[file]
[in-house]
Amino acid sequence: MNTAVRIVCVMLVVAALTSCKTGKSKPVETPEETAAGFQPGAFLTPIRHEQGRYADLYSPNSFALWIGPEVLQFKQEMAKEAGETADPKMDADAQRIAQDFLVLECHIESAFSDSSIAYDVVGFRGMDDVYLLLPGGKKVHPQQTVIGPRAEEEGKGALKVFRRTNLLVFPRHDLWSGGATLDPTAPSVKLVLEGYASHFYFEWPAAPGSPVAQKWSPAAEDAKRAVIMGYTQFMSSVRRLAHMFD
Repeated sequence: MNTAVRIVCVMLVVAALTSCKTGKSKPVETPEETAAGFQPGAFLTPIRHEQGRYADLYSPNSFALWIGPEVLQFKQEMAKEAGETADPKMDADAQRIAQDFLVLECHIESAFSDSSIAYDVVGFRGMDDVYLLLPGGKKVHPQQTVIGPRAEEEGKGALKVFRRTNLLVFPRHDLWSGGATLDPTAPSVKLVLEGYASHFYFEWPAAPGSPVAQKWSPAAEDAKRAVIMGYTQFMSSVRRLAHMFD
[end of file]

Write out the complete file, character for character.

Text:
[in-house]
Amino acid sequence: MNTAVRIVCVMLVVAALTSCKTGKSKPVETPEETAAGFQPGAFLTPIRHEQGRYADLYSPNSFALWIGPEVLQFKQEMAKEAGETADPKMDADAQRIAQDFLVLECHIESAFSDSSIAYDVVGFRGMDDVYLLLPGGKKVHPQQTVIGPRAEEEGKGALKVFRRTNLLVFPRHDLWSGGATLDPTAPSVKLVLEGYASHFYFEWPAAPGSPVAQKWSPAAEDAKRAVIMGYTQFMSSVRRLAHMFD
Repeated sequence: MNTAVRIVCVMLVVAALTSCKTGKSKPVETPEETAAGFQPGAFLTPIRHEQGRYADLYSPNSFALWIGPEVLQFKQEMAKEAGETADPKMDADAQRIAQDFLVLECHIESAFSDSSIAYDVVGFRGMDDVYLLLPGGKKVHPQQTVIGPRAEEEGKGALKVFRRTNLLVFPRHDLWSGGATLDPTAPSVKLVLEGYASHFYFEWPAAPGSPVAQKWSPAAEDAKRAVIMGYTQFMSSVRRLAHMFD